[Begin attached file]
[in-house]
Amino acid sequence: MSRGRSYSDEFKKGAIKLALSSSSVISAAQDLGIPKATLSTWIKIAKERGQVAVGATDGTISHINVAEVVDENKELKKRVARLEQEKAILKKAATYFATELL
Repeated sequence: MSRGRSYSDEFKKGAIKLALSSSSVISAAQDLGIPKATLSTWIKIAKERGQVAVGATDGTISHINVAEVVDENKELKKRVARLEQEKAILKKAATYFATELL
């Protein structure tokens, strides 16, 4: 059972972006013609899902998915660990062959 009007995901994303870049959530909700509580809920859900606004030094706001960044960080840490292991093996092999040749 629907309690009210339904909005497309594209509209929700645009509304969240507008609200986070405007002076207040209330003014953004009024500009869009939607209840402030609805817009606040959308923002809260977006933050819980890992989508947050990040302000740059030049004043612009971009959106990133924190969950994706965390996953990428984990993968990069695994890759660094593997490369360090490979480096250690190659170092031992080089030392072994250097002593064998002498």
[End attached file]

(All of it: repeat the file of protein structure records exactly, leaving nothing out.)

[in-house]
Amino acid sequence: MSRGRSYSDEFKKGAIKLALSSSSVISAAQDLGIPKATLSTWIKIAKERGQVAVGATDGTISHINVAEVVDENKELKKRVARLEQEKAILKKAATYFATELL
Repeated sequence: MSRGRSYSDEFKKGAIKLALSSSSVISAAQDLGIPKATLSTWIKIAKERGQVAVGATDGTISHINVAEVVDENKELKKRVARLEQEKAILKKAATYFATELL
């Protein structure tokens, strides 16, 4: 059972972006013609899902998915660990062959 009007995901994303870049959530909700509580809920859900606004030094706001960044960080840490292991093996092999040749 629907309690009210339904909005497309594209509209929700645009509304969240507008609200986070405007002076207040209330003014953004009024500009869009939607209840402030609805817009606040959308923002809260977006933050819980890992989508947050990040302000740059030049004043612009971009959106990133924190969950994706965390996953990428984990993968990069695994890759660094593997490369360090490979480096250690190659170092031992080089030392072994250097002593064998002498």